Speaking of which, I see Clive has flagged me on that "Where Mugabe went wrong" post-- I suspect his communist ties and murderous past are somehow involved....
Another soulless mate of Castro's.
The INS--i.e. Meissner, reporting to Reno, reporting to President Clinton--rejected out of hand Elian's standing to apply for political asylum (PA). But that was apparently not the advice Meissner received from Sanchez-Roig, who said that the U.S. government could "potentially accept the child's asylum's application and advise that there is no prohibition on age to child filing application. As such PA should proceed."
And that is far from the most infuriating revelation. According to Chardy, "Hand-scrawled notes at the bottom of the two-page memo said then-INS Commissioner Doris Meissner ordered the destruction of the memo one day after it was written when she learned of its existence. According to the notes, Meissner ordered that no more discussions related to Elian be committed to writing." Luckily for the cause of truth, someone at the INS had forwarded the e-mail out of the system by the time Meissner tried to sweep over her traces.***
"I'm very concerned about what message it sends about our support for democracy there and around the world," said Senator Tom Daschle, the Democratic majority leader. "I think that we've got to be supportive of democratic principles even when they choose to elect people we don't like."
In some ways, the back-and-forth between administration officials and Democrats recalled the suspicion and bitter policy battles over Central America and Cuba during the Reagan administration. The administration's foreign policy team is dominated by anti-Castro hard-liners, who fought those policy battles, and they are running afoul of familiar antagonists including Senator Christopher Dodd, a Connecticut Democrat who has long specialized in Latin American affairs.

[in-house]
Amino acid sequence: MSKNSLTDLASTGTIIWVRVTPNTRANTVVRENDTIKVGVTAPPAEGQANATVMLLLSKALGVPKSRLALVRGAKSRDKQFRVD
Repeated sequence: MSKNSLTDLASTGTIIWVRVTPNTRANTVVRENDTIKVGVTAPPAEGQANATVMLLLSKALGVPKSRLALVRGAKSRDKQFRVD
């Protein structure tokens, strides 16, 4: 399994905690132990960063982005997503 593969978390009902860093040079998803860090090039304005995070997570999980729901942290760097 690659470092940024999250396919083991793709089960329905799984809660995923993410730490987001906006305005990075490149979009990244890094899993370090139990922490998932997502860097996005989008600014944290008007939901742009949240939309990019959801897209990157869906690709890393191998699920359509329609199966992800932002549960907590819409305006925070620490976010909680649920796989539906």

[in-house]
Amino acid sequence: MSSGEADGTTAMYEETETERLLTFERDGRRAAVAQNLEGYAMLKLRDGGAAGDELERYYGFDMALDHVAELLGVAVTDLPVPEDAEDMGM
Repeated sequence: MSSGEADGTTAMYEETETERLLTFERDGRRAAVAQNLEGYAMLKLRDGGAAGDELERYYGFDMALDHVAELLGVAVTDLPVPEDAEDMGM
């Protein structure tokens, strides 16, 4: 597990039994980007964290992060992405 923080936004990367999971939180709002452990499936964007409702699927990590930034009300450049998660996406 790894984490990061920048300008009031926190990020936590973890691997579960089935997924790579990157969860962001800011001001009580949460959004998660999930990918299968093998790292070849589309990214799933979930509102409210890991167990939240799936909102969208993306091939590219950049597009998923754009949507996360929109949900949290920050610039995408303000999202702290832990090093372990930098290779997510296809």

Mr. Dodd expressed dismay that the administration had been slow to criticize Mr. Chávez's ouster. Administration officials erroneously reported on Friday that Mr. Chávez had resigned and said his antidemocratic behavior was responsible for his undoing. Only after Mr. Chávez had been restored on Saturday did the administration support a resolution at the Organization of American States condemning the interruption of democratic rule.
"While all the details of the attempted coup in Venezuela are not yet known, what is clear is that the vast majority of governments in the hemisphere lived up to their responsibilities under the Inter-American Democratic Charter, and denounced the unconstitutional efforts to take power from a government which had been freely elected," Mr. Dodd said.
Mr. Reich, who is a Cuban exile, warned Congressional aides that there was more at stake in Venezuela than the success or failure of Mr. Chávez. American officials accuse Mr. Chávez of meddling with the historically independent state oil company, providing haven to Colombian guerrillas and bailing out Cuba with preferential rates on oil.
In the closed door briefing, Mr. Reich said the administration had received reports that "foreign paramilitary forces" suspected to be Cubans were involved in the bloody suppression of anti-Chávez demonstrators, in which at least 14 people were killed, a Congressional official said today.
Mr. Reich, who declined to be interviewed today, offered no evidence for his assertion, the official said. ***
Cuba sent additional "teachers" and "doctors" to help in the proselytizing. And China -- notorious for violations of human rights and unfriendliness to America - also sent "workers" to help Chavez's regime.